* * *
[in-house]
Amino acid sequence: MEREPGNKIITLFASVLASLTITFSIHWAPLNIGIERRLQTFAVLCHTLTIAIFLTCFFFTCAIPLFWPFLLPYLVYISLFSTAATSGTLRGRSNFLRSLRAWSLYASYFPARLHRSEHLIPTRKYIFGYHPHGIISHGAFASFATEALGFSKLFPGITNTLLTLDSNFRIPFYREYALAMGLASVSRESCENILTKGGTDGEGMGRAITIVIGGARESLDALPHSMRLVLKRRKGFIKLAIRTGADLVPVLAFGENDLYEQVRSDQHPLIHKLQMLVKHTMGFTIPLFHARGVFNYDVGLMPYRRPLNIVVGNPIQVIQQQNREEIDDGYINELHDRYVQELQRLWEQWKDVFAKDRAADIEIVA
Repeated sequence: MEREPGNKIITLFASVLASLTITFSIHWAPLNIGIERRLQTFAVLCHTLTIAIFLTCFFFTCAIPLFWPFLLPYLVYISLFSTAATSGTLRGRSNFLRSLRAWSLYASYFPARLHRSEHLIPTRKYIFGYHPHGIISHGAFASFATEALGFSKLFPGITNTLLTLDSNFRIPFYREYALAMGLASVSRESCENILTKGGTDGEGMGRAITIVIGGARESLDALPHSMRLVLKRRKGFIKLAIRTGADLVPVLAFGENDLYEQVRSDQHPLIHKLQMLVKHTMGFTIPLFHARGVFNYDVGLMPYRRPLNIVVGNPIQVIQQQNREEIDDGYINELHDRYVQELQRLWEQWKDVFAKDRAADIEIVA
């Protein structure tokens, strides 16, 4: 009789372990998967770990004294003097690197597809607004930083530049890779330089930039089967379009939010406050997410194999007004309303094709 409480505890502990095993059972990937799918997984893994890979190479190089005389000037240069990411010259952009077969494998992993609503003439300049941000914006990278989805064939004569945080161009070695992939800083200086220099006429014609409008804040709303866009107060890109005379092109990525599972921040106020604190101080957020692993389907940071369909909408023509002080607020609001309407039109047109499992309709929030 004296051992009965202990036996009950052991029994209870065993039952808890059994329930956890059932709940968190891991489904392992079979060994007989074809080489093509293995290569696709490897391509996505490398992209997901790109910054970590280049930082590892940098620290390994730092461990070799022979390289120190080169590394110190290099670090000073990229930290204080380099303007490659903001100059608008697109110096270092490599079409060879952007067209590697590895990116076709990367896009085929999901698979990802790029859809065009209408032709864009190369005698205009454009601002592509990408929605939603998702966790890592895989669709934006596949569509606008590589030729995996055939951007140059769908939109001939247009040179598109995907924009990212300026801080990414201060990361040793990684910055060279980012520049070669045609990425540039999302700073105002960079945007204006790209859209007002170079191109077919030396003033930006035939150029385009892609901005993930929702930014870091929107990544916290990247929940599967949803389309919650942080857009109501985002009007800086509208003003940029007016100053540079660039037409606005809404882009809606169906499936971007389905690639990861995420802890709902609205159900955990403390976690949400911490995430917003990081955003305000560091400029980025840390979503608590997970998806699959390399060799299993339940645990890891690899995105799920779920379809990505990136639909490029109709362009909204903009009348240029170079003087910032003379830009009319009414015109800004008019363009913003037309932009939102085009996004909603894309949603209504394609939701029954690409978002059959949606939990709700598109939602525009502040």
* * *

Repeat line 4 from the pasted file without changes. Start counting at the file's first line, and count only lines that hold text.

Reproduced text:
């Protein structure tokens, strides 16, 4: 009789372990998967770990004294003097690197597809607004930083530049890779330089930039089967379009939010406050997410194999007004309303094709 409480505890502990095993059972990937799918997984893994890979190479190089005389000037240069990411010259952009077969494998992993609503003439300049941000914006990278989805064939004569945080161009070695992939800083200086220099006429014609409008804040709303866009107060890109005379092109990525599972921040106020604190101080957020692993389907940071369909909408023509002080607020609001309407039109047109499992309709929030 004296051992009965202990036996009950052991029994209870065993039952808890059994329930956890059932709940968190891991489904392992079979060994007989074809080489093509293995290569696709490897391509996505490398992209997901790109910054970590280049930082590892940098620290390994730092461990070799022979390289120190080169590394110190290099670090000073990229930290204080380099303007490659903001100059608008697109110096270092490599079409060879952007067209590697590895990116076709990367896009085929999901698979990802790029859809065009209408032709864009190369005698205009454009601002592509990408929605939603998702966790890592895989669709934006596949569509606008590589030729995996055939951007140059769908939109001939247009040179598109995907924009990212300026801080990414201060990361040793990684910055060279980012520049070669045609990425540039999302700073105002960079945007204006790209859209007002170079191109077919030396003033930006035939150029385009892609901005993930929702930014870091929107990544916290990247929940599967949803389309919650942080857009109501985002009007800086509208003003940029007016100053540079660039037409606005809404882009809606169906499936971007389905690639990861995420802890709902609205159900955990403390976690949400911490995430917003990081955003305000560091400029980025840390979503608590997970998806699959390399060799299993339940645990890891690899995105799920779920379809990505990136639909490029109709362009909204903009009348240029170079003087910032003379830009009319009414015109800004008019363009913003037309932009939102085009996004909603894309949603209504394609939701029954690409978002059959949606939990709700598109939602525009502040």